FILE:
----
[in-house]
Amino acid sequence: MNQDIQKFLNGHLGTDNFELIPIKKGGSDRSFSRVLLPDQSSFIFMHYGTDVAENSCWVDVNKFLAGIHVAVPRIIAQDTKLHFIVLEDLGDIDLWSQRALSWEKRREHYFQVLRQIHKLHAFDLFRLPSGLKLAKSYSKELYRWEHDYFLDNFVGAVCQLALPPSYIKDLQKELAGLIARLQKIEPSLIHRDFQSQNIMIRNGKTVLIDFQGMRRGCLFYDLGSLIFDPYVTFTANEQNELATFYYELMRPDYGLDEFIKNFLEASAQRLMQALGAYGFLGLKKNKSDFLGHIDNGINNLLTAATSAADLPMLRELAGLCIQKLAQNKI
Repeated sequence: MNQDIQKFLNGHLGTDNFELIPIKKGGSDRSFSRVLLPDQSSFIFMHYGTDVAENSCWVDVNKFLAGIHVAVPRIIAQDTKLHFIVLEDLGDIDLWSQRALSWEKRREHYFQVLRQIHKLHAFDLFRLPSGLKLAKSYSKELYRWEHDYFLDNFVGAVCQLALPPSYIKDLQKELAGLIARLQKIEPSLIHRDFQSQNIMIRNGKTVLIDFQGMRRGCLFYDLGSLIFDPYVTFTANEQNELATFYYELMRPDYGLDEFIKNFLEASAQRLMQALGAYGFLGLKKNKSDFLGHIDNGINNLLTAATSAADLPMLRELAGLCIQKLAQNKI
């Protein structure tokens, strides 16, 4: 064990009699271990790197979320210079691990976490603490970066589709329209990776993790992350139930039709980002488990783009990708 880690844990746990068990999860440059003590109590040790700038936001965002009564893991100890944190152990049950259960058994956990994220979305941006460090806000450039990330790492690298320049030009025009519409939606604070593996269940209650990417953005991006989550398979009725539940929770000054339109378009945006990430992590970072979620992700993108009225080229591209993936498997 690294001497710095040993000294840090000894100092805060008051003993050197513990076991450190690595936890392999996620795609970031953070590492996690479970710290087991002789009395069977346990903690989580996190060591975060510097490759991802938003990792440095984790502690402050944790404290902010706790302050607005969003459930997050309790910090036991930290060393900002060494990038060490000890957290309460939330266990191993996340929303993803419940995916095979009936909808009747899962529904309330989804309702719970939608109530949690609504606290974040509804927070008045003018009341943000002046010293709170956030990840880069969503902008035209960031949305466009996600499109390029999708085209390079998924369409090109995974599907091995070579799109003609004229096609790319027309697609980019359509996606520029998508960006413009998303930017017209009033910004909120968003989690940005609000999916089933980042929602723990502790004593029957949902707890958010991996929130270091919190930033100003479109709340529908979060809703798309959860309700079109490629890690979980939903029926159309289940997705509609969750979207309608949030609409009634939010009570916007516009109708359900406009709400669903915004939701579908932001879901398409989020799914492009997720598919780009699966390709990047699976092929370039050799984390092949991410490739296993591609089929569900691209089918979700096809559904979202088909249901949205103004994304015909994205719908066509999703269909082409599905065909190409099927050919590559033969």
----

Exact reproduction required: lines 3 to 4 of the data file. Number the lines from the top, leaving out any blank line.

Repeated sequence: MNQDIQKFLNGHLGTDNFELIPIKKGGSDRSFSRVLLPDQSSFIFMHYGTDVAENSCWVDVNKFLAGIHVAVPRIIAQDTKLHFIVLEDLGDIDLWSQRALSWEKRREHYFQVLRQIHKLHAFDLFRLPSGLKLAKSYSKELYRWEHDYFLDNFVGAVCQLALPPSYIKDLQKELAGLIARLQKIEPSLIHRDFQSQNIMIRNGKTVLIDFQGMRRGCLFYDLGSLIFDPYVTFTANEQNELATFYYELMRPDYGLDEFIKNFLEASAQRLMQALGAYGFLGLKKNKSDFLGHIDNGINNLLTAATSAADLPMLRELAGLCIQKLAQNKI
């Protein structure tokens, strides 16, 4: 064990009699271990790197979320210079691990976490603490970066589709329209990776993790992350139930039709980002488990783009990708 880690844990746990068990999860440059003590109590040790700038936001965002009564893991100890944190152990049950259960058994956990994220979305941006460090806000450039990330790492690298320049030009025009519409939606604070593996269940209650990417953005991006989550398979009725539940929770000054339109378009945006990430992590970072979620992700993108009225080229591209993936498997 690294001497710095040993000294840090000894100092805060008051003993050197513990076991450190690595936890392999996620795609970031953070590492996690479970710290087991002789009395069977346990903690989580996190060591975060510097490759991802938003990792440095984790502690402050944790404290902010706790302050607005969003459930997050309790910090036991930290060393900002060494990038060490000890957290309460939330266990191993996340929303993803419940995916095979009936909808009747899962529904309330989804309702719970939608109530949690609504606290974040509804927070008045003018009341943000002046010293709170956030990840880069969503902008035209960031949305466009996600499109390029999708085209390079998924369409090109995974599907091995070579799109003609004229096609790319027309697609980019359509996606520029998508960006413009998303930017017209009033910004909120968003989690940005609000999916089933980042929602723990502790004593029957949902707890958010991996929130270091919190930033100003479109709340529908979060809703798309959860309700079109490629890690979980939903029926159309289940997705509609969750979207309608949030609409009634939010009570916007516009109708359900406009709400669903915004939701579908932001879901398409989020799914492009997720598919780009699966390709990047699976092929370039050799984390092949991410490739296993591609089929569900691209089918979700096809559904979202088909249901949205103004994304015909994205719908066509999703269909082409599905065909190409099927050919590559033969």